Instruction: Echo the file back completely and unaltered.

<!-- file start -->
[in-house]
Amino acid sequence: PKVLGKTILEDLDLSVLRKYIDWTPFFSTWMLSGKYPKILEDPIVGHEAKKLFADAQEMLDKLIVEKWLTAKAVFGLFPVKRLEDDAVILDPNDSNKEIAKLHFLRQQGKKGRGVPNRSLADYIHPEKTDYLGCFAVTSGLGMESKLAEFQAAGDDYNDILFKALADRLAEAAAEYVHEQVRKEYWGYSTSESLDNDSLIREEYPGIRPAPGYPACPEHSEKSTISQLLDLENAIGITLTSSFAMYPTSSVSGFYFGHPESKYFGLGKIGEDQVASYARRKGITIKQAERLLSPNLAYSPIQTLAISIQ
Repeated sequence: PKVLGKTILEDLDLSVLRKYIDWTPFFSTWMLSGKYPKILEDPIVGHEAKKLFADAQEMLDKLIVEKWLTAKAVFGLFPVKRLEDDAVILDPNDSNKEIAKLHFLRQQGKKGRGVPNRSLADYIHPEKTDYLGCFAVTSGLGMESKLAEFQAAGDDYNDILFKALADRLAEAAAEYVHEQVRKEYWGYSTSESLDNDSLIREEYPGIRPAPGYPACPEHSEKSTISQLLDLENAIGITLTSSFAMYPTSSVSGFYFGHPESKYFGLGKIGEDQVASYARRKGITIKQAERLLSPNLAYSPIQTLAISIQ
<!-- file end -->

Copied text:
[in-house]
Amino acid sequence: PKVLGKTILEDLDLSVLRKYIDWTPFFSTWMLSGKYPKILEDPIVGHEAKKLFADAQEMLDKLIVEKWLTAKAVFGLFPVKRLEDDAVILDPNDSNKEIAKLHFLRQQGKKGRGVPNRSLADYIHPEKTDYLGCFAVTSGLGMESKLAEFQAAGDDYNDILFKALADRLAEAAAEYVHEQVRKEYWGYSTSESLDNDSLIREEYPGIRPAPGYPACPEHSEKSTISQLLDLENAIGITLTSSFAMYPTSSVSGFYFGHPESKYFGLGKIGEDQVASYARRKGITIKQAERLLSPNLAYSPIQTLAISIQ
Repeated sequence: PKVLGKTILEDLDLSVLRKYIDWTPFFSTWMLSGKYPKILEDPIVGHEAKKLFADAQEMLDKLIVEKWLTAKAVFGLFPVKRLEDDAVILDPNDSNKEIAKLHFLRQQGKKGRGVPNRSLADYIHPEKTDYLGCFAVTSGLGMESKLAEFQAAGDDYNDILFKALADRLAEAAAEYVHEQVRKEYWGYSTSESLDNDSLIREEYPGIRPAPGYPACPEHSEKSTISQLLDLENAIGITLTSSFAMYPTSSVSGFYFGHPESKYFGLGKIGEDQVASYARRKGITIKQAERLLSPNLAYSPIQTLAISIQ